§ MR. T. M. HEALY
To ask the Chief Secretary to the Lord Lieutenant of Ireland, whether, in view of the fact that the Department of Agriculture and Technical Instruction have in their service 110 clerks whose periods of employment as such under the Crown range from nine to eleven years and whose salaries are considerably under £100 per annum, he will state the maximum rate of salary these clerks can receive, when they will reach it in the ordinary course, and how long approximately they will then have spent in the employment of the Crown; whether the salaries of all or any of these gentlemen have been reduced since entering the Department's service, and whether such reductions were due to misconduct or ineptitude. And, whether, in view of the fact that clerical positions, which would have afforded opportunity for promotion for these gentlemen, have been bestowed on persons of less official experience, will he state how many of the temporary clerical staff of the Department have salaries of £100 per annum and upwards, and how long have such persons been continuously in the employment of the Crown, and whether the Department intend to take steps to place both classes of clerks on the same footing.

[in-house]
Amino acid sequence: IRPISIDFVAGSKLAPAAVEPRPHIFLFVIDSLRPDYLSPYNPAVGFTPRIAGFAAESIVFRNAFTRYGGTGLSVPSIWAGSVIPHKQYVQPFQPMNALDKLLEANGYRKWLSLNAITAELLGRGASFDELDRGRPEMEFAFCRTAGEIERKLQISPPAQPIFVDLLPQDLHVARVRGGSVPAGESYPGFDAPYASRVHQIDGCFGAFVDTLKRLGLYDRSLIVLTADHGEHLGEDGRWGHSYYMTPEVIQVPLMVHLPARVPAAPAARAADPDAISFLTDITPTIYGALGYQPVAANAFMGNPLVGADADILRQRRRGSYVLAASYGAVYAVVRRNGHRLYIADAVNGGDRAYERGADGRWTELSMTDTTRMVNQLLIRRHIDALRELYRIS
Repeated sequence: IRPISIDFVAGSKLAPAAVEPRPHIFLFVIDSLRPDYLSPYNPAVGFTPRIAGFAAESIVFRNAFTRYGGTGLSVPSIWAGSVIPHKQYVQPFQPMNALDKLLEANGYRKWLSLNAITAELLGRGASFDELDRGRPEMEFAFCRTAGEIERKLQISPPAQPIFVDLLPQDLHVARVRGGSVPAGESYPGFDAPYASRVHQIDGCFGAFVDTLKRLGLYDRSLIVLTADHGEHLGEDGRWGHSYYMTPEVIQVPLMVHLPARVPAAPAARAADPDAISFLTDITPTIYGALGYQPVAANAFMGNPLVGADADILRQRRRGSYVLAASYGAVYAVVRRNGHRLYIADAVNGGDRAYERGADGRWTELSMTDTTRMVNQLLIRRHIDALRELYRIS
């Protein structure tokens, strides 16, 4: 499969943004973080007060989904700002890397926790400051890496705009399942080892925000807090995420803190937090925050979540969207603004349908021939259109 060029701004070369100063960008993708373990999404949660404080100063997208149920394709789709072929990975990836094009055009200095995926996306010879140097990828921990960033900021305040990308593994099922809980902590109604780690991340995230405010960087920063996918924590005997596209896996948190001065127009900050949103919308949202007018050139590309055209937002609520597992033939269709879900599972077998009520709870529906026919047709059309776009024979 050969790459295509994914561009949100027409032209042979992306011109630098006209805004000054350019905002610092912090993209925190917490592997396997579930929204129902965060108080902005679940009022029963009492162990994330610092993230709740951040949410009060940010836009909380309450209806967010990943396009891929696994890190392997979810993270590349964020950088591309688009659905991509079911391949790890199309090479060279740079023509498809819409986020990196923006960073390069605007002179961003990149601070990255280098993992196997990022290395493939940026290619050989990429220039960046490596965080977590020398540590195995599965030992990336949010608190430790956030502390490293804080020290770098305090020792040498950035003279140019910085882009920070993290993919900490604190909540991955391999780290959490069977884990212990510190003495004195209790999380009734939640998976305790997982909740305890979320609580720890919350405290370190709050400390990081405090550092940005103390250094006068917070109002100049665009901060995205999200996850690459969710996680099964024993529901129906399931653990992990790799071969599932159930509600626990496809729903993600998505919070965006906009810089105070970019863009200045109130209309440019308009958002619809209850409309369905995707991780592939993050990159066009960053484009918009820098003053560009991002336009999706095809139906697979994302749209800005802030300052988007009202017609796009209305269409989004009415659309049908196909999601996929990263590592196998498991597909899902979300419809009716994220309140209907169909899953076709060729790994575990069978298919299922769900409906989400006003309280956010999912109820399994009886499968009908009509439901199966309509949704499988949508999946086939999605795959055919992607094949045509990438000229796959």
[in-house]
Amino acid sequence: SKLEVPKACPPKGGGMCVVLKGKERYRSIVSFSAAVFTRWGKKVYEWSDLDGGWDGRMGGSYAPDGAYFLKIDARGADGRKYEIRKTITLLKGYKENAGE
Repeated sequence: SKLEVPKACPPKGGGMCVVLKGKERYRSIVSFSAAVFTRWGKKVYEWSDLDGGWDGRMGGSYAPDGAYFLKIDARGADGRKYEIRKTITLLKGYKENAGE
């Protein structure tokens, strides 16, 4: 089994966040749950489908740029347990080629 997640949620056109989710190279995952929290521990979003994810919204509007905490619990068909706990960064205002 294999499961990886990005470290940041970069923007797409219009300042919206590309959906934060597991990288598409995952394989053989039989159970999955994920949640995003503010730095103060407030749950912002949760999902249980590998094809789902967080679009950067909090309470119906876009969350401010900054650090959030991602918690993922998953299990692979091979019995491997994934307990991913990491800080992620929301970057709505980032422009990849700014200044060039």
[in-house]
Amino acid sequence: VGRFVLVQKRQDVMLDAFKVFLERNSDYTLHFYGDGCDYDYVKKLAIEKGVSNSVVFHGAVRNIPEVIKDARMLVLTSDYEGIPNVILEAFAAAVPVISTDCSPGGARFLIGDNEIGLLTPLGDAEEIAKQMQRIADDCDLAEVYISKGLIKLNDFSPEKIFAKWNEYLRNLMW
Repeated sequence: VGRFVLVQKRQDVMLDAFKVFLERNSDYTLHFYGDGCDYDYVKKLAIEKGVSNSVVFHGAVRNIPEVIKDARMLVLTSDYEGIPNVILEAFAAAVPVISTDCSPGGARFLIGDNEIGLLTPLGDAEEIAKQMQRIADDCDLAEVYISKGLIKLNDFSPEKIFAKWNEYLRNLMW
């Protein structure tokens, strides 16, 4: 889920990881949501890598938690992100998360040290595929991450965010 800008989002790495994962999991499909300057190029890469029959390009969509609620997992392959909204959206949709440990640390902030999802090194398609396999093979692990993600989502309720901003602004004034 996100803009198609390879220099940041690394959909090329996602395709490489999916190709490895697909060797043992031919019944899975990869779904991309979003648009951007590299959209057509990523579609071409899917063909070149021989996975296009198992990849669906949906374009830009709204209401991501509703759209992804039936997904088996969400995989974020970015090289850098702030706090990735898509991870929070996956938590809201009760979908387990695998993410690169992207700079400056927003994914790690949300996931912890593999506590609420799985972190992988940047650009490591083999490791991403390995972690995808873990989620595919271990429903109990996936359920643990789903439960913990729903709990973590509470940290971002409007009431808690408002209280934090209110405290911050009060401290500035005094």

(Answered by Mr. Wyndham.) In reply to the first paragraph. The number of such clerks is three. Before their appointment they were employed in a temporary capacity only. Their services were determinable at a week's notice, and they had no prospects of advancement. Their present appointments carry valuable privileges, including pension rights. Their salaries rise by annual increments of £2 10s. to £120, and thenceforth by £5 to £150. In two cases the initial salary was at the rate of £90 per annum as compared with £91 5s. when they were temporarily employed. The number of clerks referred to in the second paragraph is two. One had eight years' continuous service under the Crown. They are in the same position in respect to increments and maximum of salary as other clerks of the same class employed in the Civil Service.